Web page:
re-issuing subkey binding signatures with alternate digests
dshaw at jabberwocky.com
Mon May 4 21:21:46 CEST 2009
On May 4, 2009, at 3:05 PM, Daniel Kahn Gillmor wrote:
> On 05/04/2009 02:14 PM, David Shaw wrote:
>> Let's say your key was originally generated with SHA-1 as the hash
>> the subkey binding signature, and you're concerned that an attacker
>> do nasty things with that binding signature if and when the SHA-1
>> is extended. You could probably do various pokings about and force
>> binding signature to be reissued using SHA-256, but that key has
>> (probably) been distributed far and wide with the original SHA-1
>> signature. Even if you update the binding sig, an attacker can still
>> pull the old copy, with the original binding signature, from a
> I understand the attack you describe, and realize that what i'm trying
> to do doesn't defend against it. However, i'm concerned that if we
> start to explicitly deprecate MD5, then people with MD5-based subkey
> binding signatures will suddenly find their subkeys not properly
> associated. If they were able to re-issue the subkey binding
> using a more palatable digest, they'd be able to continue using them
> even if everyone were to decide that MD5 has the same security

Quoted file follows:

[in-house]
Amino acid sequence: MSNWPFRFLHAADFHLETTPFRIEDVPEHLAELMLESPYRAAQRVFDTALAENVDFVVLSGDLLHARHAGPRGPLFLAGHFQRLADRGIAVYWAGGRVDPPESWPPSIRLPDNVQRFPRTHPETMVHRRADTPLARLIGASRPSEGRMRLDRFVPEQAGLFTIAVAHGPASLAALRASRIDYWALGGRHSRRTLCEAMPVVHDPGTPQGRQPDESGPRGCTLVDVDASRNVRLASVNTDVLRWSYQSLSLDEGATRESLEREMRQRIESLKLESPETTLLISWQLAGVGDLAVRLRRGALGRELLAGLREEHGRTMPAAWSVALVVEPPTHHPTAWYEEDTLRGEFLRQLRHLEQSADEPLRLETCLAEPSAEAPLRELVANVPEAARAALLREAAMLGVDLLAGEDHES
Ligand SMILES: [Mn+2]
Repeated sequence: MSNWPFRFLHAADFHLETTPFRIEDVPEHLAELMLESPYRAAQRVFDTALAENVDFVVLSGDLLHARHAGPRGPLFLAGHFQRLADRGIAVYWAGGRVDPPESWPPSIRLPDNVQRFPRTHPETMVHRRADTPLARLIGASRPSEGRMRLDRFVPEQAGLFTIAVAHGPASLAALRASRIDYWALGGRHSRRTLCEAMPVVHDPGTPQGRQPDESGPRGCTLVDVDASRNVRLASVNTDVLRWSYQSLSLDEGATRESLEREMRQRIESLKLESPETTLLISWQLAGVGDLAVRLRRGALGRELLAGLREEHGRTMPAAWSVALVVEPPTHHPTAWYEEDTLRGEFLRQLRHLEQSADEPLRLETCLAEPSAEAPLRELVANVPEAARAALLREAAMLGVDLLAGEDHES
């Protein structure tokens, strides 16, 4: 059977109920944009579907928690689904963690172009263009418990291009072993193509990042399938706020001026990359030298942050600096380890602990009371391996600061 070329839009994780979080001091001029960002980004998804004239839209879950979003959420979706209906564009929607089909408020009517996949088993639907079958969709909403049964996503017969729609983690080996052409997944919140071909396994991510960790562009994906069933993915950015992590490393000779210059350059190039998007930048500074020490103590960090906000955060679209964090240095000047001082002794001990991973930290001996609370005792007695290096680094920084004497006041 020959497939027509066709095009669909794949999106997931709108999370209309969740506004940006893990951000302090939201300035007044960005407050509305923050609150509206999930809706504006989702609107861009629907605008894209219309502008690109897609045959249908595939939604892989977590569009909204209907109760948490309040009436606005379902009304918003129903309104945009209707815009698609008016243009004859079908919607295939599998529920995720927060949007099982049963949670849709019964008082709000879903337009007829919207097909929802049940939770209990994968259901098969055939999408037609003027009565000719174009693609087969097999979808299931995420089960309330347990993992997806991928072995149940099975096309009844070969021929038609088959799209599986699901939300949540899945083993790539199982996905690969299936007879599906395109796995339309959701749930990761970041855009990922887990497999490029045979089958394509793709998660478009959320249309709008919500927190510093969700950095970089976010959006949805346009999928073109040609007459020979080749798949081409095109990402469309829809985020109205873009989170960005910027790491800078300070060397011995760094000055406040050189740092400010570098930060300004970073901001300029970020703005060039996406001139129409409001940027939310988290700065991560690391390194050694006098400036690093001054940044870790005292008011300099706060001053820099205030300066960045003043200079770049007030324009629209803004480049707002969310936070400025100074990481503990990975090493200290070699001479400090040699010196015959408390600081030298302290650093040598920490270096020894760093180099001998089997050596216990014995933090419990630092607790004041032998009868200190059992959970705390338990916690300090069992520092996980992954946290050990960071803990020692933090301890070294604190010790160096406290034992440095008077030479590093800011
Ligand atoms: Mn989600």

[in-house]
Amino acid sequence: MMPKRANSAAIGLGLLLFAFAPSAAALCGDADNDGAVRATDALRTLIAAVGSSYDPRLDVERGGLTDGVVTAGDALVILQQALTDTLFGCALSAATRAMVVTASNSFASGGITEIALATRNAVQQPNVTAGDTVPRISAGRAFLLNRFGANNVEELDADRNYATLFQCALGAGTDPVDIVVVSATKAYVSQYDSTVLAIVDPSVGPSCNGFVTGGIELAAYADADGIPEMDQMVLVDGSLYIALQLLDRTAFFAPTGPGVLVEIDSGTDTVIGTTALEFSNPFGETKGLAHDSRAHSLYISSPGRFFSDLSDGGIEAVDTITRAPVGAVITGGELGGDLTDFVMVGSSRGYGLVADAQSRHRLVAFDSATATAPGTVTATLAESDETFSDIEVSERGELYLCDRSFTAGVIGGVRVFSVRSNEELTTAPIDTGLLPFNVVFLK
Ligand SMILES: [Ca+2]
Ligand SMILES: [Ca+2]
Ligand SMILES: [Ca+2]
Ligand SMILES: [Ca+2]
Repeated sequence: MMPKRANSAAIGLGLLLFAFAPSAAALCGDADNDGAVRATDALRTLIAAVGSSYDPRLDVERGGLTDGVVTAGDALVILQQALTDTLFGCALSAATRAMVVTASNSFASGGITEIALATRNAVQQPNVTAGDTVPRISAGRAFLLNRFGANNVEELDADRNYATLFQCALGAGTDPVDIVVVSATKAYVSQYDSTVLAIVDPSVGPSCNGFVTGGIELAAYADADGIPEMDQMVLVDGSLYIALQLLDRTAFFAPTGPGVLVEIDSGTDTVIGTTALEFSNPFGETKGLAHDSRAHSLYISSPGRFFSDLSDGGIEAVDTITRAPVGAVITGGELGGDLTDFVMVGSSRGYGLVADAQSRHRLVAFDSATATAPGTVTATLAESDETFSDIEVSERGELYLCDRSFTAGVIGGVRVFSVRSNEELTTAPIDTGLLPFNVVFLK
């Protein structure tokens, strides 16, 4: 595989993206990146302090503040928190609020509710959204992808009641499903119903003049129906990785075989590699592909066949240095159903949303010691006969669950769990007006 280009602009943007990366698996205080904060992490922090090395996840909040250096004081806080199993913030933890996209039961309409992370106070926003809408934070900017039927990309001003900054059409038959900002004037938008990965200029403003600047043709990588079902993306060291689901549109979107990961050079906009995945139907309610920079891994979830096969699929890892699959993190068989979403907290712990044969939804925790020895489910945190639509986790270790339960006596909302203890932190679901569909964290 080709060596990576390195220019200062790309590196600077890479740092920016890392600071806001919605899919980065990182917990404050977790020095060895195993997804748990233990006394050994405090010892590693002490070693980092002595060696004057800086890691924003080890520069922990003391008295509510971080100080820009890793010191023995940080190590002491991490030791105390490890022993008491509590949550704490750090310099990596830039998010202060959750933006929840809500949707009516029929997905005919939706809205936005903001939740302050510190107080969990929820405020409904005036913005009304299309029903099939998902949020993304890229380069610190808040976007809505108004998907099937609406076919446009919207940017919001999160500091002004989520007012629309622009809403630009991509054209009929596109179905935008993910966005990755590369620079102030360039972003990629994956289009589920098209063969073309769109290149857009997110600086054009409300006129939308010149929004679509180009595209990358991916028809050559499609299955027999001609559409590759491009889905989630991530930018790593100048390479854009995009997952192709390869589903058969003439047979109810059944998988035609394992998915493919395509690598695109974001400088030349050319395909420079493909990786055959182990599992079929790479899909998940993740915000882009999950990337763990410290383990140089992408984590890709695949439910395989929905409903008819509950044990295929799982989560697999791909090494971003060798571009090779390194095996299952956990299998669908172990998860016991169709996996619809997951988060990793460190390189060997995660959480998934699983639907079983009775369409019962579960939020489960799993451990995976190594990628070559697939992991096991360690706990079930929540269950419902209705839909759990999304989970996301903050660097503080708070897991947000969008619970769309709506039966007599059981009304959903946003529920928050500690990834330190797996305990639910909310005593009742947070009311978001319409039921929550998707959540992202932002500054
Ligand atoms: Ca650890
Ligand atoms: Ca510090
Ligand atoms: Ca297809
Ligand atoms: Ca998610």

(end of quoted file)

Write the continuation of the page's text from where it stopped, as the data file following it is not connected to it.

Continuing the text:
> properties as sum(1).
Are there many subkey binding signatures using MD5? Talking about
subkeys at all means we're talking about something closer to OpenPGP,
which implies SHA-1 to me.
>> I think your best bet is to allow your current subkeys to expire or
>> forcibly revoke them and then make new ones with the proper binding
>> signature from day 1.
> This doesn't address the attack you describe above either, does it?
> SHA1 signatures are still out there, published.
It really depends on the exact details of the attack (I used the "do
nasty things with" attack, which isn't terribly specific!) The logic
I'm using is: if we're nervous enough about the binding signature hash
that we want to reissue it, we aren't actually changing anything by
just reissuing the signature. The attacker can just get a copy of the
old key and the old signature from any handy keyserver. If, however,
we issue a brand new binding sig, on a brand new subkey, then we are
changing something. The attacker may be able to attack the old key,
but they can't (presumably) attack the new one.
Basically, it comes down the attacker being able to attack both the
old and new setup, or being only able to attack the old setup.
The details, as always, depend on the attack. What attack are you
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